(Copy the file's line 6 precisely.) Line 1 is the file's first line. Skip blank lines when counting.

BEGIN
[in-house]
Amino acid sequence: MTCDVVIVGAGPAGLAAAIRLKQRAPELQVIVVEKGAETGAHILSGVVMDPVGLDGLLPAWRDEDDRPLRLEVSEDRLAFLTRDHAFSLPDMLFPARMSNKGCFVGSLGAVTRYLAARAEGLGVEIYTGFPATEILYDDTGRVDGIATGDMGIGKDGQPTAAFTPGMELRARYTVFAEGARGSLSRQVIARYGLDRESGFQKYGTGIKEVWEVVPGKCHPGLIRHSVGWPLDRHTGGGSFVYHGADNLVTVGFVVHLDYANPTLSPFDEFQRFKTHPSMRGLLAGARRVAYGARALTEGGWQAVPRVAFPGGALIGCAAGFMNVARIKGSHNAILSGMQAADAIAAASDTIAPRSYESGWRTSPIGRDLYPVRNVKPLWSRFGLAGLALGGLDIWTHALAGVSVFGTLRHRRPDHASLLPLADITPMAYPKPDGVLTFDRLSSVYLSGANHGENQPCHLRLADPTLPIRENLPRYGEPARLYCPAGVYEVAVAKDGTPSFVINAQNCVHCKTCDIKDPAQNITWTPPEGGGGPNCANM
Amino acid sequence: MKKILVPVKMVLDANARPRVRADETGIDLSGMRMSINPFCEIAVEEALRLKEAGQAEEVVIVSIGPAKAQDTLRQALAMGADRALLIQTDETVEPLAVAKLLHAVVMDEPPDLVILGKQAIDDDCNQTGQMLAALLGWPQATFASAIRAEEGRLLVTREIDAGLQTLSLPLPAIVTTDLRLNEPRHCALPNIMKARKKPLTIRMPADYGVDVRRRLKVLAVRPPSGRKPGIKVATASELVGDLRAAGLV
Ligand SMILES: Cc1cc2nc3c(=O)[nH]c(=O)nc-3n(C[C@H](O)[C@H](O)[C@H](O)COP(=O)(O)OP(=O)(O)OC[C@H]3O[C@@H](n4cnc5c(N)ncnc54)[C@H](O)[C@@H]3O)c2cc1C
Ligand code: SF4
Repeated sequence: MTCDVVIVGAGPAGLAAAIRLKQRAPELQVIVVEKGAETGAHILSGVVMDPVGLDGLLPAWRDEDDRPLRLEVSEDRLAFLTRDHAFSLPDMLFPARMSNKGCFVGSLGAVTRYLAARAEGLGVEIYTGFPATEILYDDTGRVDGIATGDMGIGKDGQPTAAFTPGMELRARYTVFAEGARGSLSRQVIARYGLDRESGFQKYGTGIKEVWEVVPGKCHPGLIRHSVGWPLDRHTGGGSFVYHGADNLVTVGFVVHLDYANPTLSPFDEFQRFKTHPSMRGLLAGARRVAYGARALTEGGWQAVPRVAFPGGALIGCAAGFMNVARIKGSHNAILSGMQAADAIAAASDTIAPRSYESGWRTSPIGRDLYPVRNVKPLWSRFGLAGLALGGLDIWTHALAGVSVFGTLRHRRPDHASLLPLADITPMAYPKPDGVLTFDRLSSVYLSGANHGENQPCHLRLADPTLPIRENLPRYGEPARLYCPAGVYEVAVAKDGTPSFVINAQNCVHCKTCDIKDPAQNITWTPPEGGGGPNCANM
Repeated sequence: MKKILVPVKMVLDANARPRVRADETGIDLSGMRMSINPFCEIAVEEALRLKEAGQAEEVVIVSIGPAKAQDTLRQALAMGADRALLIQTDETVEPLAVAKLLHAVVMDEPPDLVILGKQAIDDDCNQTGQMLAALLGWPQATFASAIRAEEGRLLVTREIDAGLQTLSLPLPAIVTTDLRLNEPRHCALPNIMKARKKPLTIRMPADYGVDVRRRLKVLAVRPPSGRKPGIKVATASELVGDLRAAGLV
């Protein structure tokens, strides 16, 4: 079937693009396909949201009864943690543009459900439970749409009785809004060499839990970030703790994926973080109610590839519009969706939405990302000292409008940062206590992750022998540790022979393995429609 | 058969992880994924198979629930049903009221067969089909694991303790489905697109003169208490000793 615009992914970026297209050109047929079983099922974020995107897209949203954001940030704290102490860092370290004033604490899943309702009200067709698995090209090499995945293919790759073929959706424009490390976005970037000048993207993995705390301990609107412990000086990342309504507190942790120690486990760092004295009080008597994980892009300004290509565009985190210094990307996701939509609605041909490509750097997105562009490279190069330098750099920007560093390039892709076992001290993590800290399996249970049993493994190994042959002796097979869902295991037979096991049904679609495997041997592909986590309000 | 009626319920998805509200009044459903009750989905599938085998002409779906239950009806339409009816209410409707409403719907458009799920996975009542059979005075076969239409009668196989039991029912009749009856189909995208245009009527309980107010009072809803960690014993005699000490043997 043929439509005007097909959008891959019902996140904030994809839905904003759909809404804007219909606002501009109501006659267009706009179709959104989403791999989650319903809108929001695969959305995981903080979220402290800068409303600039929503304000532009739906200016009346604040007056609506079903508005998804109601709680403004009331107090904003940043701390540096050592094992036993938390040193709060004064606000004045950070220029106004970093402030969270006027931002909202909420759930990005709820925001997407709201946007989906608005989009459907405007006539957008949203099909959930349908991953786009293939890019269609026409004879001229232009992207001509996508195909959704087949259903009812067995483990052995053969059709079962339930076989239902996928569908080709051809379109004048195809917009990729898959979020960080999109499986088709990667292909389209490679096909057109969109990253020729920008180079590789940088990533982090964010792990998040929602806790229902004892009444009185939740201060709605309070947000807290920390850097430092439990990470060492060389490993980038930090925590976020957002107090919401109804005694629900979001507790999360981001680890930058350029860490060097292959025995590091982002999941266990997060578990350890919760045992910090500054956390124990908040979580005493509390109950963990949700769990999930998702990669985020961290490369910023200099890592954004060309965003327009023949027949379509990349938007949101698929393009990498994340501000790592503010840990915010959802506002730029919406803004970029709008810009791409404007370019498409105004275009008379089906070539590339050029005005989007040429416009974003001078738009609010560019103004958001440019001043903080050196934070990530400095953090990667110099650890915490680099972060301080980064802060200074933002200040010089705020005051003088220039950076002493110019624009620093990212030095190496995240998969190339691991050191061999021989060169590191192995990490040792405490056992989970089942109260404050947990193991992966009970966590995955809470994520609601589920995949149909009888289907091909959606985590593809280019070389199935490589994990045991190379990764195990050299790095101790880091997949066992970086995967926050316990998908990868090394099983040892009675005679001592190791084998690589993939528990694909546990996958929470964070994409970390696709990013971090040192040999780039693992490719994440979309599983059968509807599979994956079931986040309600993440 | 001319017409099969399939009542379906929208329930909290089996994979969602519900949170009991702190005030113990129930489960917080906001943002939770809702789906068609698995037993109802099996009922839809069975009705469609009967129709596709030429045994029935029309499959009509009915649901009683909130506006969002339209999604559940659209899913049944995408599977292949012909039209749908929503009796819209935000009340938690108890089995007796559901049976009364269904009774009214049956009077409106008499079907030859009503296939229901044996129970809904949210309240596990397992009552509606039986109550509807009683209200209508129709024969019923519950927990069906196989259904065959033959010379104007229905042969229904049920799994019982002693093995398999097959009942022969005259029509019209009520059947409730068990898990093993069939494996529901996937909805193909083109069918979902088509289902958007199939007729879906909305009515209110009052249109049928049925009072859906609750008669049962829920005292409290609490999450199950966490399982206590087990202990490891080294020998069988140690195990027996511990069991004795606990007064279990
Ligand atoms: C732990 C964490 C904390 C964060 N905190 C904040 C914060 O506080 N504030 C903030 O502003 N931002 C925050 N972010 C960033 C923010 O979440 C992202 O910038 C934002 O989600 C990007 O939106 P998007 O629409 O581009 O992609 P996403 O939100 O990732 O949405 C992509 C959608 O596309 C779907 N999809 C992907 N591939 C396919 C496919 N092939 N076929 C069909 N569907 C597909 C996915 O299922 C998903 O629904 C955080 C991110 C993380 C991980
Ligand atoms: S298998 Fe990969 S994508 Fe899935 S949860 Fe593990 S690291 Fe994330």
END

Repeated sequence: MTCDVVIVGAGPAGLAAAIRLKQRAPELQVIVVEKGAETGAHILSGVVMDPVGLDGLLPAWRDEDDRPLRLEVSEDRLAFLTRDHAFSLPDMLFPARMSNKGCFVGSLGAVTRYLAARAEGLGVEIYTGFPATEILYDDTGRVDGIATGDMGIGKDGQPTAAFTPGMELRARYTVFAEGARGSLSRQVIARYGLDRESGFQKYGTGIKEVWEVVPGKCHPGLIRHSVGWPLDRHTGGGSFVYHGADNLVTVGFVVHLDYANPTLSPFDEFQRFKTHPSMRGLLAGARRVAYGARALTEGGWQAVPRVAFPGGALIGCAAGFMNVARIKGSHNAILSGMQAADAIAAASDTIAPRSYESGWRTSPIGRDLYPVRNVKPLWSRFGLAGLALGGLDIWTHALAGVSVFGTLRHRRPDHASLLPLADITPMAYPKPDGVLTFDRLSSVYLSGANHGENQPCHLRLADPTLPIRENLPRYGEPARLYCPAGVYEVAVAKDGTPSFVINAQNCVHCKTCDIKDPAQNITWTPPEGGGGPNCANM